SEATTLE – After seeing their eight-game win streak come to an end less than 24 hours earlier in frustrating fashion, failing to score a single run in 10 innings, the Mariners’ streak of six consecutive series wins came to an end in the Sunday afternoon sunshine of T-Mobile Park with another disappointing defeat in 10 innings.
With a 5-3 loss to the Orioles, the Mariners lost consecutive games for the first time since July 23-24. It was their first series loss since dropping two of three to the Tigers coming out of the All-Star break.
“Two very evenly matched teams, I think, is the best way to describe that series, obviously the last couple nights with the extra inning games,” Mariners manager Scott Servais said. “It hurts when you don’t win them and get the big play at the end. We haven’t lost a series in quite a while.”
The Mariners (63-54) fell to 1.5 games back behind the Blue Jays (66-54) for the third American League wild-card spot. Toronto avoided being swept at home by the Cubs with an 11-4 victory. The Mariners will start a 10-game road trip with a four-game series in Kansas City that begins Monday.
After eight innings of relatively nondescript baseball where both starters — Seattle’s Bryce Miller and Baltimore’s Kyle Bradish — each allowed two runs in their respective outings, the game turned chaotic in the final two innings.
In the top of the ninth, the Orioles were able to take grab a 3-2 lead off Andres Munoz with a fair amount of controversy. With one out, Jordan Westburg bounced a double over the wall in deep left-center to put the go-ahead run in scoring position. He was replaced by pinch runner Jorge Mateo, who is one of the fastest base runners in MLB.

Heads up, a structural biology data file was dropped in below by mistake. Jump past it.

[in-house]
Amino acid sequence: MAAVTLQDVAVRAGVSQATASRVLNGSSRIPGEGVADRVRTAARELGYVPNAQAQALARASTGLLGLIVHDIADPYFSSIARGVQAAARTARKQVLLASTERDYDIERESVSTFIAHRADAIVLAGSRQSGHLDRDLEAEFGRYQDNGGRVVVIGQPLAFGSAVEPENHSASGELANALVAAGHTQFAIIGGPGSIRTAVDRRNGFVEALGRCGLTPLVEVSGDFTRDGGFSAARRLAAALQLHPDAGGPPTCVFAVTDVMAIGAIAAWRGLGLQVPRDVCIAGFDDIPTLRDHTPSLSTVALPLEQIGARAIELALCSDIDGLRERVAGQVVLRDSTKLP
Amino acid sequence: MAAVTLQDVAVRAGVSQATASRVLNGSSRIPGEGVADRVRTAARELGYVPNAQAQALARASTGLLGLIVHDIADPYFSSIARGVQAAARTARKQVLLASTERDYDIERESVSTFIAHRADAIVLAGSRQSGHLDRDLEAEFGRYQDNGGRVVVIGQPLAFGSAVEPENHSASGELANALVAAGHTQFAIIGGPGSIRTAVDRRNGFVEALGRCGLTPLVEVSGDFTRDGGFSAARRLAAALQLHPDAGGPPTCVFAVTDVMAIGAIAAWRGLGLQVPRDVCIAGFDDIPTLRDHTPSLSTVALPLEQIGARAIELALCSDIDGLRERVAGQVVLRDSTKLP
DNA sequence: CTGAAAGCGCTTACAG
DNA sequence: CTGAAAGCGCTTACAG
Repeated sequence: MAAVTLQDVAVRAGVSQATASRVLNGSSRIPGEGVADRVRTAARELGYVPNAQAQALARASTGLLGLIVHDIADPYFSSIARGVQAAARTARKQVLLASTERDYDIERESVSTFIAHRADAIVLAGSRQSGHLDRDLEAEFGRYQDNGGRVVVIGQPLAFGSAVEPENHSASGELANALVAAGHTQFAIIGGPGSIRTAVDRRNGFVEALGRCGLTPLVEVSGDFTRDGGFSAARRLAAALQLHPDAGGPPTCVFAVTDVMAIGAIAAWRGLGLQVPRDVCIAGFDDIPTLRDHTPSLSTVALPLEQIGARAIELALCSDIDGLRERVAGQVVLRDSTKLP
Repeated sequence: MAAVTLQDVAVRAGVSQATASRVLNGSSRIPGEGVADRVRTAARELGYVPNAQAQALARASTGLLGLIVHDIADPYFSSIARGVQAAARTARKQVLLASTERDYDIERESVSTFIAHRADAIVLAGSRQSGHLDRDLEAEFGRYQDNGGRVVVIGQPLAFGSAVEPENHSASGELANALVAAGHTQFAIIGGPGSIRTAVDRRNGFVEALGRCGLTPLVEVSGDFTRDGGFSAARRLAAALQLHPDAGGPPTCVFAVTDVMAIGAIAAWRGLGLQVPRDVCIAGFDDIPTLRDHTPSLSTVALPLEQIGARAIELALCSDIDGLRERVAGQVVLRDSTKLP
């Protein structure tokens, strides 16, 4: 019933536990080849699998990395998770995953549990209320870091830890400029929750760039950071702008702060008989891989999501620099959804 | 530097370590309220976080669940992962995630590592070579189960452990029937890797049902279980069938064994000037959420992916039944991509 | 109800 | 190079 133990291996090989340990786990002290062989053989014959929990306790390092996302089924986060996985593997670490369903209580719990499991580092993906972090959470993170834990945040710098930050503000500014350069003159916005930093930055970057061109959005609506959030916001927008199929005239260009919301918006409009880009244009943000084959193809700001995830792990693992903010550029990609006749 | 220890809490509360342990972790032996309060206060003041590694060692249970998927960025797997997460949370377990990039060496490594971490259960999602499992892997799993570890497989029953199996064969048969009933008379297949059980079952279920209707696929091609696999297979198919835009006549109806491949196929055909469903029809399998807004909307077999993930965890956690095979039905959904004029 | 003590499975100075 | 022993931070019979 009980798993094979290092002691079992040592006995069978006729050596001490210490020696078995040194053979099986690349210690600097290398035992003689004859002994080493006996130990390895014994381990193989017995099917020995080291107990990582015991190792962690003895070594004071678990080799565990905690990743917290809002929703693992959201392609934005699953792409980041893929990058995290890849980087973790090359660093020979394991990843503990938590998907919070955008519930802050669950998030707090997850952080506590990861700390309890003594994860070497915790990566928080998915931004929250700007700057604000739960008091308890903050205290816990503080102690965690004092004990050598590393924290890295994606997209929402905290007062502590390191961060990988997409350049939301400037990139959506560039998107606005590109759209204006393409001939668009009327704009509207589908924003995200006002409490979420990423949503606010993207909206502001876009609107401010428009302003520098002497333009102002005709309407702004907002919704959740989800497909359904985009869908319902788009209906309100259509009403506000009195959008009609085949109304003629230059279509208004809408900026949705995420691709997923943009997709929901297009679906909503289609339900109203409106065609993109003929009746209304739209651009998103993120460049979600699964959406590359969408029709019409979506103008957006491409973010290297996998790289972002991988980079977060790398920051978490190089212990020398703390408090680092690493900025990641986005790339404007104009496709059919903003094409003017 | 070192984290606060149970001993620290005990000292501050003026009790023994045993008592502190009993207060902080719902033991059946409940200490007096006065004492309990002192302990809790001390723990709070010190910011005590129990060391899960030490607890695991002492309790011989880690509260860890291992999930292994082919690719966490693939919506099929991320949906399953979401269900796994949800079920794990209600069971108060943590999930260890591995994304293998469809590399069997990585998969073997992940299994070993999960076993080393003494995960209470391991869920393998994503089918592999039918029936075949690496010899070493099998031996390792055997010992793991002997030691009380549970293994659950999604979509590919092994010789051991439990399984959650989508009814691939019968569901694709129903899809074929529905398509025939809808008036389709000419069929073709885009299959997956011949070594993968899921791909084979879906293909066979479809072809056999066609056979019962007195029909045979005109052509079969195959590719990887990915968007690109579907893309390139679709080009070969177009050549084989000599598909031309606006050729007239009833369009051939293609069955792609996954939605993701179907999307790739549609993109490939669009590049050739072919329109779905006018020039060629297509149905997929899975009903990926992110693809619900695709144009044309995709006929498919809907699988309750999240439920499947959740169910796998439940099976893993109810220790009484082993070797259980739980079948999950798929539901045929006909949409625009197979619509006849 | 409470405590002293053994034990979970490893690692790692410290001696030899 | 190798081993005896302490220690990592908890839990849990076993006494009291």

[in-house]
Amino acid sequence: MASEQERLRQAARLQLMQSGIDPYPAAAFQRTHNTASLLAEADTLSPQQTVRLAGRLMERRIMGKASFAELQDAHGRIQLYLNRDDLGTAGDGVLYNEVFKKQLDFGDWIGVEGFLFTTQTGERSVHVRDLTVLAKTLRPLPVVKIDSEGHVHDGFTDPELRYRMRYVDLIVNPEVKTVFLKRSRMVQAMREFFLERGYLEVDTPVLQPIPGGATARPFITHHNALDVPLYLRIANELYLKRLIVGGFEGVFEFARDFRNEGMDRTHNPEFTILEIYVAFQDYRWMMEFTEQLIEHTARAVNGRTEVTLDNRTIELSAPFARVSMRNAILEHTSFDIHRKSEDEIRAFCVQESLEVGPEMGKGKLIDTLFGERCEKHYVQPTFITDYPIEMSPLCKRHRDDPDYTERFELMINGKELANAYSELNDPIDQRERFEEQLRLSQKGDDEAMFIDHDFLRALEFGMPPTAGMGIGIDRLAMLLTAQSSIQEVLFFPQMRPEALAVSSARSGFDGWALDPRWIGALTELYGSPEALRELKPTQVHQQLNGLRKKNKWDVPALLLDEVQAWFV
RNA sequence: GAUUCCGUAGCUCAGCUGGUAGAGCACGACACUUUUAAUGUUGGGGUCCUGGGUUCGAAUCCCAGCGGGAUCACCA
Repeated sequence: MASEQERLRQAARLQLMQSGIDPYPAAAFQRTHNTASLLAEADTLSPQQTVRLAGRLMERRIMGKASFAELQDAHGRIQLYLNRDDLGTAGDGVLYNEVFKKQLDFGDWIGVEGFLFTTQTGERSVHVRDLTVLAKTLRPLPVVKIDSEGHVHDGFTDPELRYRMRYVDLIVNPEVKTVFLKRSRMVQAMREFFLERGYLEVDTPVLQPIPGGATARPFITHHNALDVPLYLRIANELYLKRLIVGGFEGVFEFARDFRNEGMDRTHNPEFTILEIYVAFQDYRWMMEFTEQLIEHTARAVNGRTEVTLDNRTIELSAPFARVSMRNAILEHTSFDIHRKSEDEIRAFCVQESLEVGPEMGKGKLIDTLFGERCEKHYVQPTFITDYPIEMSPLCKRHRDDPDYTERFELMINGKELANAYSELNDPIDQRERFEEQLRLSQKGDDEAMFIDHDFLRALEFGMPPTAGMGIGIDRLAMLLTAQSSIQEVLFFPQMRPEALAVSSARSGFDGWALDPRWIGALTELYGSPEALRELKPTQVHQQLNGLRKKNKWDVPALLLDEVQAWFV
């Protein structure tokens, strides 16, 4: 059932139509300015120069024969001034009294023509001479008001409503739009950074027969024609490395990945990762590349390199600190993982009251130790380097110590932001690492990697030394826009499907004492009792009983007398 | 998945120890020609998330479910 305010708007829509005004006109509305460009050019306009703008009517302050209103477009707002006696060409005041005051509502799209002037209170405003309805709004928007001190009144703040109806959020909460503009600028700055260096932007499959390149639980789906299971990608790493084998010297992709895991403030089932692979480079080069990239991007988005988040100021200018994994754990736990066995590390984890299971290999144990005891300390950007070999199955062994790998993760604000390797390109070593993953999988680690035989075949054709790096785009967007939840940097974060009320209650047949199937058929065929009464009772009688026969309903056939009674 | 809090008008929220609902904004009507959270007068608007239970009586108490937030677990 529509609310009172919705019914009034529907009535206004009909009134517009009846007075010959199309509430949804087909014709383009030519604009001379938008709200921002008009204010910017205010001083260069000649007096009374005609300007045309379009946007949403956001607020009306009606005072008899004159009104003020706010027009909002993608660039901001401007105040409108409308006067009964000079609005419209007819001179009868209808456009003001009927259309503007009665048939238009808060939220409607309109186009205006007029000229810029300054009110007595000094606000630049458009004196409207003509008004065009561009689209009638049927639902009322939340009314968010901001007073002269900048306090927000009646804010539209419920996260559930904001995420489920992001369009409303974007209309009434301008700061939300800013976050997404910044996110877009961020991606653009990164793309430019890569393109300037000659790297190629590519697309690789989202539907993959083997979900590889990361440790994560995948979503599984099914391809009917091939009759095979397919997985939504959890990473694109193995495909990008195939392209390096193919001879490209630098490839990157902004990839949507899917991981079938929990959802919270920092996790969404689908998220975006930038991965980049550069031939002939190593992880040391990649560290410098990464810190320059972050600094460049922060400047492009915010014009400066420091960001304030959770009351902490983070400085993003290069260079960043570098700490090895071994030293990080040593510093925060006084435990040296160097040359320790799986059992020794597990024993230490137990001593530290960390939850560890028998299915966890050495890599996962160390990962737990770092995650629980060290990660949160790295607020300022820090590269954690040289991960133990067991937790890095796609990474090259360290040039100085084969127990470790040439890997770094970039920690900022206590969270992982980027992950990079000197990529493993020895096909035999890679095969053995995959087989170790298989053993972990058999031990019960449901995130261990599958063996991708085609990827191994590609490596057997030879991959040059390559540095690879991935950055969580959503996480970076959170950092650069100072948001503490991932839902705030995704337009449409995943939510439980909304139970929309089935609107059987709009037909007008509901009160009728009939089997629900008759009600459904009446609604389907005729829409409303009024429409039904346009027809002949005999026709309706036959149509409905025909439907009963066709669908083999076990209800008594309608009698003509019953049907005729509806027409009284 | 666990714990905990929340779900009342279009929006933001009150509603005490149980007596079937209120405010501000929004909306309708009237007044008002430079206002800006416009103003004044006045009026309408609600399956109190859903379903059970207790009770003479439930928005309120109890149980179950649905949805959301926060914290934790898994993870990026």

Mindful of Mateo’s presence at second base, Munoz walked No. 9 hitter James McCann on five pitches. The situation went from bad to heated when third-base umpire Adam Beck made a late balk call on Munoz on his first pitch to Adley Rutschman, allowing both runners to move up 90 feet.
Servais wasn’t sure why a balk was called and made a waving-off motion toward Beck. In his first year as a full-time umpire at the MLB level, Beck took exception to Servais’ gesture and ejected him.
As they say in baseball, the Mariners’ manager got his money’s worth for the upcoming fine. He was in the face of Beck and even fired his hat onto the infield grass.
“To call that in that situation, you’re looking to make an impact in the game, Servais said. “And he made an impact in the game. The umpire did for sure. So again, you don’t see it called in that spot. I haven’t looked at the replay. Did he balk, did he not balk? I didn’t think he did, but I got ejected from a guy 150 feet away and never said a word. I made one hand gesture and get thrown out of the game. That’s ridiculous.”
Servais said Beck provided no explanation for the balk. It was thought that Munoz didn’t come set with runners on base. It’s something he’s been called on before this season.
“Like I said last night, every 90 feet really matters in those tight games in the eighth, ninth or extra innings,” Servais said. “Ninety feet is a big deal and changes the course of the inning for sure.”
Indeed, Rutschman hit a dribbler back to the mound. Munoz flipped it home to Cal Raleigh but with Mateo running on contact, he was able slide in head first just ahead of the tag for the go-ahead run. The Mariners were able to escape the inning with only run allowed as Munoz got Gunnar Henderson to ground into an inning-ending double play.